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  • Writer's pictureMichael Simon

Is TikTok Evolving the Landscape of Employee Development?



April 2, 2024

 

By Michael Simon, Principal, BlackFin Group

 

For those unfamiliar with the social media giant that launched in 2016, TikTok allows users to create videos often set to music/sound clips and allows a number of baked in content enhancements. Learning experts will recognize this as being adjacent to the strategies used for L&D content development. In other words, adult learning very much spills outside of corporate training environments and moves across even social media platforms.  It's more than coincidence that since the explosion of social media since the mid 2000's, the corporate learning landscape has seen a seismic shift from mostly marathon level sessions of in person learning to a landscape consisting largely of relatively short virtual ILT's and asynchronous offerings, not to mention the rise of learning management systems, learning experience platforms and blended learning.

 

Getting back to TikTok: originally, TikTok allowed a maximum video length of 60 seconds, increasing that to 3 minutes in 2021. then increasing again to the current ceiling of 10 minutes in length. According to Statista, in 2023, the average video length ranged from a low of 34 seconds for tiny accounts to an average high of 50 seconds for huge accounts, respectively, despite the 10-minute ceiling. Contrast those numbers with Statista's finding that in 2018, the average length of a YouTube video was 11.7 minutes.

 

Why is that important? Because in 2022, U.S. TikTok users spent almost 54 minutes per day on the app, which means that they were digesting dozens upon dozens, if not 100 videos per day, based Statista's average video lengths.

 

That's a lot.

 

Why are these stats important to L&D departments? Because the massive popularity and influence of TikTok is positioned to move the bar, so to speak, for corporate learning, as it has some staggering statistics behind it: 150+ million user base in the United States alone, of which 75.9% are under the age of 50, with a whopping 62% being under the age of 30. While the numbers require some skepticism, it paints a picture of a massive capture rate in Gen Z, who will be the second largest, if not overall largest workforce in the history of the United States based on different projections. As Gen Z fully comes of age into the workplace, corporate learning will certainly need to evolve in order to reflect their well-established learning preferences.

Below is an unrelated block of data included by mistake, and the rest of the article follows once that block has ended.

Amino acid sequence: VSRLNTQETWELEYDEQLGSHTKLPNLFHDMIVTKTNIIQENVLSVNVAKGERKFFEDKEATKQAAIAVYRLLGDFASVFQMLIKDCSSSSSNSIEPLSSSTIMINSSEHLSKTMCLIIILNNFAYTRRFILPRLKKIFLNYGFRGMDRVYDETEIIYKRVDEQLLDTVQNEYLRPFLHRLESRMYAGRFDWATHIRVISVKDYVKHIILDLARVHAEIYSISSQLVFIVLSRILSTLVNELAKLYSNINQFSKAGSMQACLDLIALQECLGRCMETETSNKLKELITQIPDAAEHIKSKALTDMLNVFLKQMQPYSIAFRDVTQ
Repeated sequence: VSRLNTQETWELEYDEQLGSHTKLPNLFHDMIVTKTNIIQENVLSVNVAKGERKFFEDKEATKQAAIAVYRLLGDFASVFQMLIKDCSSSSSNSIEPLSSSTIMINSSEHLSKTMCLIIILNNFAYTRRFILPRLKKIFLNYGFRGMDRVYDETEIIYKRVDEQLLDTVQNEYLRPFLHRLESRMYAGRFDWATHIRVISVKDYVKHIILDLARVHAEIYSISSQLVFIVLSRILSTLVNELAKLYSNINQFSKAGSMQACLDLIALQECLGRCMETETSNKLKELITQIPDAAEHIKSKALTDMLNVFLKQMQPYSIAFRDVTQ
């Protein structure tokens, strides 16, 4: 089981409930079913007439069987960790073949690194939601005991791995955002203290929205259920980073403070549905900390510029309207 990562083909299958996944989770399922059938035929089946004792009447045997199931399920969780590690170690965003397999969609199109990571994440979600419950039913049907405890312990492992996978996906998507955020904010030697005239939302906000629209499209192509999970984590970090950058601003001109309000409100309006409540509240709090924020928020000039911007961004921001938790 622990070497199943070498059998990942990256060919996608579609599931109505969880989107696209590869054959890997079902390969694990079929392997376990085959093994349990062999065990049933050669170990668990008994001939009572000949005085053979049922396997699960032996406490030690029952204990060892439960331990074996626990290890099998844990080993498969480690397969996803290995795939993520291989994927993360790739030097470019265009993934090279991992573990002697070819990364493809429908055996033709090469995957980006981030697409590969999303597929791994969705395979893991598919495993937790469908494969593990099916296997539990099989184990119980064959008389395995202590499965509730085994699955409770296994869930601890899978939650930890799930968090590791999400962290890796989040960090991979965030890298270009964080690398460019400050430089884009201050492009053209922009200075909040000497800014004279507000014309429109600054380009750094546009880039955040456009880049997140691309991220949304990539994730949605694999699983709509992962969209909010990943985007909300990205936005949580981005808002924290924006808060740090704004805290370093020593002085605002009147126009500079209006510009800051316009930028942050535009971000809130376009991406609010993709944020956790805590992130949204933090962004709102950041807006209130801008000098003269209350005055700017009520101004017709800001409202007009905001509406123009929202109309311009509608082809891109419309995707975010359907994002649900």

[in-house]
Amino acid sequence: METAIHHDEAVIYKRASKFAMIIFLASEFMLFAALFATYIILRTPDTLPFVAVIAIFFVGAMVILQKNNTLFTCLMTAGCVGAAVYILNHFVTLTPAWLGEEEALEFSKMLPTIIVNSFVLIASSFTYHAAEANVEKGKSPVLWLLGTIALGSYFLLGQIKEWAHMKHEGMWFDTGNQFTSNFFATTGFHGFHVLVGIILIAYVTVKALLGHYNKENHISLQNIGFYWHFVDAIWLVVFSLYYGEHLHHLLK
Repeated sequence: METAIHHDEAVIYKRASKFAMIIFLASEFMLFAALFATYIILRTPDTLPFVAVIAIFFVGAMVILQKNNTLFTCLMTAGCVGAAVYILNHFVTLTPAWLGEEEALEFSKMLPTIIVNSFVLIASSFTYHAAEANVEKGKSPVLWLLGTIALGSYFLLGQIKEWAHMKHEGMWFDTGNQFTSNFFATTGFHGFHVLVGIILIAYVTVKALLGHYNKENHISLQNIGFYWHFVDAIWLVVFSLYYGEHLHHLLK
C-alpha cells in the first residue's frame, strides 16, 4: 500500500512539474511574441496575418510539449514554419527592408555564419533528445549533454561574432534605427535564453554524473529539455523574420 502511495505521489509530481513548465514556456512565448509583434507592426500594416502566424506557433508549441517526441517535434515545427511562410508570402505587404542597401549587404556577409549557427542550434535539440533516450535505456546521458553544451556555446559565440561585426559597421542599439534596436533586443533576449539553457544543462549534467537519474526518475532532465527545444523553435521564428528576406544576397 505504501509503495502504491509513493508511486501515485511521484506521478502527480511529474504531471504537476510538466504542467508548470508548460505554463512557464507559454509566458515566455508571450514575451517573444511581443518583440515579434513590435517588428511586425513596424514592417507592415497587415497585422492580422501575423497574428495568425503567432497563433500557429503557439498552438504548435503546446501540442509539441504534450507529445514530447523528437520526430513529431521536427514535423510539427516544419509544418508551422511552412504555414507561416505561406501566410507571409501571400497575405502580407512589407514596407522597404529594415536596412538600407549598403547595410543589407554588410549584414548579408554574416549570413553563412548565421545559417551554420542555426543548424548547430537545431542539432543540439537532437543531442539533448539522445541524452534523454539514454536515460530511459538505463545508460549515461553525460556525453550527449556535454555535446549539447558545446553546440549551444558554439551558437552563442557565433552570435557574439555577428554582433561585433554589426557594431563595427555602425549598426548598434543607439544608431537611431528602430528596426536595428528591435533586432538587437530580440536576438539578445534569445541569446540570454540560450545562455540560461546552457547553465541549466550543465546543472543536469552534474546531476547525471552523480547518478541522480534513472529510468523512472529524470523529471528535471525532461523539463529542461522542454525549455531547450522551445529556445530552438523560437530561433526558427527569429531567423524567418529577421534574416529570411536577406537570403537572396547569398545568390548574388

So how can you evolve your learning strategy to incorporate TikTok's influence?

 

1. Short-Form Content:  As previously referenced, TikTok's videos average under a minute, and users are digesting large amounts of videos in the span of 20, 40 or 60 minutes. Assess the average length your departments video and e-Learning offerings with a critical eye, evaluating how that compares. If it's averaging more than 10 minutes, better yet, 5 minutes, breakout into smaller chunks, and ease the learning burden for your employees.

 

2. Engagement and Interactivity: TikTok's algorithm prioritizes content that keeps users engaged. This has led to creators devising innovative ways to present information in ways that grab attention and encourage interaction. This can include quizzes, challenges, or interactive demonstrations, enhancing the learning experience.

 

3. Focus on Creativity and Innovation: TikTok's platform is centered around creativity and innovation. As a result, learning content developers may be expected to demonstrate a high level of creativity or innovation in their work. This emphasis on creativity can influence employee development programs to incorporate activities or training that materially raise the bar for learner engagement.

 

4. Agility and Adaptability: Social media users inherently realize their platform of choice is fast-paced and rapidly evolving. Jakob's Law suggests learners will be expecting agility, if not evolution, to both learning content and its delivery. Be agile and adaptable to changes in learner preferences, technological advancements, and market trends.  Develop two-way communication with your learners that goes beyond Level 1 feedback, so they can start painting a full color picture of what, how and why they want to learn at your company.

 

5. Social Learning: The 70/20/10 model promotes social learning as a key aspect of an optimized learning strategy. A recommended practice for firms lacking any type of social learning, is to establish Communities of Practice. Alternatively, is there a system of coaching/mentoring that L&D has established? Establishing forms of peer-to-peer learning will not only leverage how employees learn socially, but it will also ease the burden on the L&D department.

 

In conclusion, TikTok is poised to reshape learning in the workplace, if it hasn't already begun doing so. Opportunity abounds for L&D departments to adjust their learning strategy and be positioned to maximize learner engagement before Gen Z fully enters the workforce.

 

Michael Simon, Principal Consultant with BlackFin Group who runs BlackFin University leadership development program. Michael is nationally recognized as a senior training and learning executive. During Michael’s decades of learning and development he has been responsible for the development and delivery of strategic training and learning programs with Ellie Mae, Accenture World-Wide, TD Bank, UBS, PennyMac, AmeriHome, and University Bank in Michigan. For more information on how we can help contact info@blackfin-group.com

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